Well, I know it's been some time since you last heard from me and perhaps even a few of you out there had given me up for dead, but I'm back blogging today in order to write about something that probably won't get much coverage anywhere else, oral argument in the Wendy McCaw v. Jerry Roberts case. (Officially known as Ampersand Publishing v. Roberts)
You might recall that this is the case where Roberts, the former editor of the Santa Barbara News-Press, was sued by McCaw via her Ampersand Publishing for breach of contract and sought damages of $25 million. The case was arbitrated and McCaw failed to establish any of her claims against Roberts. Roberts was awarded nearly $1 million from the arbitrator. McCaw appealed the decision and the case was heard yesterday by a three-judge panel of the State Court of Appeal which sits in Ventura. Since I was in Ventura anyway to teach a class later that evening, I decided to drop by and watch the oral argument in the afternoon.
The primary issue before the court was whether the arbitrator had lost the power to decide the case by not issuing a ruling within 33 days of the close of the arbitration hearing. McCaw's position was that she had, thus rendering her ruling in favor of Roberts null and void.
Robert's employment contract with McCaw's Ampersand Publications, owner of the News-Press, provided that any disputes would be submitted to arbitration under the rules of the American Arbitration Association. As Presiding Justice Arthur Gilbert of the appellate court pointed out at the argument, AAA Rule 6A provides that, "the arbitrator shall have power to decide his or her own jurisdiction." And on top of that, as Gilbert pointed out, "Aren't there all sorts of cases saying the arbitrator can be wrong about all sorts of things?"
Michael Garrison of the L.A. law firm of O'Melveny and Meyers, who represents Ampersand and McCaw, acknowledged that was true but didn't elaborate. Since he wouldn't elaborate, I will. Arbitrators can issue rulings that can be dead wrong on the substance and procedure of the law, but unless the arbitrator engaged in fraud or corruption, they can't be overturned. So, at least in that regard, McCaw has an uphill battle.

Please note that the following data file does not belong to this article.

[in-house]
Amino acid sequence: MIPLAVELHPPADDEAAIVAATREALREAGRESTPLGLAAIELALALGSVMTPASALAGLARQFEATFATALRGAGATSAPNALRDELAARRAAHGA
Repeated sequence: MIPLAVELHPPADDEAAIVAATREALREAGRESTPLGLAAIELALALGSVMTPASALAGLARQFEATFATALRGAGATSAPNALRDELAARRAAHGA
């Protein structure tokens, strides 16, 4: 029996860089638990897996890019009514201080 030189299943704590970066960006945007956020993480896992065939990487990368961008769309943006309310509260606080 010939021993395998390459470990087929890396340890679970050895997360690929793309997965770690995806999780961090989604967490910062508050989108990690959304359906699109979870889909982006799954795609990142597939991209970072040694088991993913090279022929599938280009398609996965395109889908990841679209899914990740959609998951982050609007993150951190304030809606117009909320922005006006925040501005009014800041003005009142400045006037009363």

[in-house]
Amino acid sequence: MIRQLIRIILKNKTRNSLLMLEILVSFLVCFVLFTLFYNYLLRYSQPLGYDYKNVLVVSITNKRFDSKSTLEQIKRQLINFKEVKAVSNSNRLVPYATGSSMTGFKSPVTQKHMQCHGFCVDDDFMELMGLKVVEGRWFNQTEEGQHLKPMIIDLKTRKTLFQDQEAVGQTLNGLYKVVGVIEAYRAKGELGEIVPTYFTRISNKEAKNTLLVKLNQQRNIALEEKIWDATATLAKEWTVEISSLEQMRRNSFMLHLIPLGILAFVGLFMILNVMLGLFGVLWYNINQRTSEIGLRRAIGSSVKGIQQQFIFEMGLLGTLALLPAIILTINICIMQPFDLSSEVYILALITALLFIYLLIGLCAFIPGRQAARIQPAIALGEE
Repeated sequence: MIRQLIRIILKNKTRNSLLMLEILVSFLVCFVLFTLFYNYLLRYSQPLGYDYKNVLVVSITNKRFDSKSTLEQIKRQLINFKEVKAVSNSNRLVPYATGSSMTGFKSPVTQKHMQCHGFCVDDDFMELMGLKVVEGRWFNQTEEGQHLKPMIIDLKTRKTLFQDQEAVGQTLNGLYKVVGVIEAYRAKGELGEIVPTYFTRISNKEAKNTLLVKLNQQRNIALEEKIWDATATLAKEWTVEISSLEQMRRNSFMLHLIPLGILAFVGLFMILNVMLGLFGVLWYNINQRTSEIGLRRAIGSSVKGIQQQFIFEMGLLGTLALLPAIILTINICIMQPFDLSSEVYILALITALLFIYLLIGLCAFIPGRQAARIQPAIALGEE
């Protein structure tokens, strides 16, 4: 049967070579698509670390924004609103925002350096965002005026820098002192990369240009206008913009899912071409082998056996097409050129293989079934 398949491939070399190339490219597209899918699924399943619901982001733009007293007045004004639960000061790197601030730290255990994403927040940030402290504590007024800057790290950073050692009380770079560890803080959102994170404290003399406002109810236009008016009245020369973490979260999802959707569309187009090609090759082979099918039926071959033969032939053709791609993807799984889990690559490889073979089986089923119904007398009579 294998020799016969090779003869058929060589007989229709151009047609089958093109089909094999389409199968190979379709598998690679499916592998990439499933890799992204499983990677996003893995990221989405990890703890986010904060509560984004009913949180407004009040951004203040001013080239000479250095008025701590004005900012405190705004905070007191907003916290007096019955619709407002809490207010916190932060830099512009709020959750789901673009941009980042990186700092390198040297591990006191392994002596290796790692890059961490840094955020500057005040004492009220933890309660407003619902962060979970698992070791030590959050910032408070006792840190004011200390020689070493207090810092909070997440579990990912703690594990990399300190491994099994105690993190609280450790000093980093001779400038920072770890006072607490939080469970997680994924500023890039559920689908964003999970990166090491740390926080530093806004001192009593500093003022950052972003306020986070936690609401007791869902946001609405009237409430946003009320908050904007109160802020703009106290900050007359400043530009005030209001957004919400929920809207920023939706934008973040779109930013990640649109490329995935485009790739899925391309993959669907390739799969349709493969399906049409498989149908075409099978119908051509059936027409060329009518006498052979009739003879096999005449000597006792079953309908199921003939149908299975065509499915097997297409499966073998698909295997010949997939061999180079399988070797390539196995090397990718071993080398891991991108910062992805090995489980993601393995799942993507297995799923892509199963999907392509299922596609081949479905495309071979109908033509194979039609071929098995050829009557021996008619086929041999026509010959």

Garrison, nevertheless insisted that the arbitrator gave up her authority to decide the case because she never asked the parties if the arbitration could be extended. That statement prompted Justice Kenneth Yegan to ask, with what sounded to me like a tone of disbelief, "So she loses her power because she doesn't ask you for permission?"
Between the two attorneys who argued the case, Garrison on behalf of Ampersand and Santa Barbara's Herb Fox for Roberts (who was watching from the audience) Garrison clearly spent more time on the hot seat during the course of the oral argument. At one point Justice Gilbert, in a classic example of a cross-examiner wording a question so as to force the person answering to take an extreme position, asked Garrett, "So, if we wrote an opinion supporting your position, we would be saying Rule 6A doesn't apply?" Garrison had little choice but to agree. Whatever the outcome of the case, I think it's a good bet that the court's opinion won't say that Rule 6A doesn't apply.
Towards the end of the argument Garrison tried to emphasize the long delay between the close of the arbitration and the issuance of the final award. In response to that point Justice Gilbert was quick to ask, "Wasn't that because Ampersand didn't pay its arbitration fees?
"That's a fair point," conceded Garrison. Then again, what else could he say?
I would expect the court to issue its decision in this case in about a month.
Now, just because I've returned from a long hiatus to tell you about the Roberts case, doesn't mean I'm back to blogging on a regular and frequent basis. Casual and sporadic is more my style these days. But, whenever something is worth pointing out or I feel I have something to say, this will continue to be where I say it. Stay tuned.
© 2012 by Craig Smith and www.craigsmithsblog.com